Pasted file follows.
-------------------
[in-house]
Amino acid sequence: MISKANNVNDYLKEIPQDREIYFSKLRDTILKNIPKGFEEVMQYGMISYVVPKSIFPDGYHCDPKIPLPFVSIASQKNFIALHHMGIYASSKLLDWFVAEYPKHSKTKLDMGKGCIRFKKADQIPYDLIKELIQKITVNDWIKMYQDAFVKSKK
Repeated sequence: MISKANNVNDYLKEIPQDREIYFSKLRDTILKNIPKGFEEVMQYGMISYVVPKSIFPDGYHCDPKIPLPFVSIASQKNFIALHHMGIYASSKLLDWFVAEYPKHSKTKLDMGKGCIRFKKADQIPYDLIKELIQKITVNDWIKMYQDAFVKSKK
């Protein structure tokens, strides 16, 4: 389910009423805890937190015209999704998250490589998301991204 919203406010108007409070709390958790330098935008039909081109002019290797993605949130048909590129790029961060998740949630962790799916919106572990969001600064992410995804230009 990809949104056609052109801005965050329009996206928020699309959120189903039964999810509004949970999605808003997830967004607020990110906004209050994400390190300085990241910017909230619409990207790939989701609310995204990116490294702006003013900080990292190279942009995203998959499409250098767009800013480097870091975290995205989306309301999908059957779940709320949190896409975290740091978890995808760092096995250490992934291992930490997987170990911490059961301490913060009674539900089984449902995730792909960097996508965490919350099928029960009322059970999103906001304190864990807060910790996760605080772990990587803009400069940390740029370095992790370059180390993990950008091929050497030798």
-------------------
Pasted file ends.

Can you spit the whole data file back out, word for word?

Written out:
[in-house]
Amino acid sequence: MISKANNVNDYLKEIPQDREIYFSKLRDTILKNIPKGFEEVMQYGMISYVVPKSIFPDGYHCDPKIPLPFVSIASQKNFIALHHMGIYASSKLLDWFVAEYPKHSKTKLDMGKGCIRFKKADQIPYDLIKELIQKITVNDWIKMYQDAFVKSKK
Repeated sequence: MISKANNVNDYLKEIPQDREIYFSKLRDTILKNIPKGFEEVMQYGMISYVVPKSIFPDGYHCDPKIPLPFVSIASQKNFIALHHMGIYASSKLLDWFVAEYPKHSKTKLDMGKGCIRFKKADQIPYDLIKELIQKITVNDWIKMYQDAFVKSKK
């Protein structure tokens, strides 16, 4: 389910009423805890937190015209999704998250490589998301991204 919203406010108007409070709390958790330098935008039909081109002019290797993605949130048909590129790029961060998740949630962790799916919106572990969001600064992410995804230009 990809949104056609052109801005965050329009996206928020699309959120189903039964999810509004949970999605808003997830967004607020990110906004209050994400390190300085990241910017909230619409990207790939989701609310995204990116490294702006003013900080990292190279942009995203998959499409250098767009800013480097870091975290995205989306309301999908059957779940709320949190896409975290740091978890995808760092096995250490992934291992930490997987170990911490059961301490913060009674539900089984449902995730792909960097996508965490919350099928029960009322059970999103906001304190864990807060910790996760605080772990990587803009400069940390740029370095992790370059180390993990950008091929050497030798």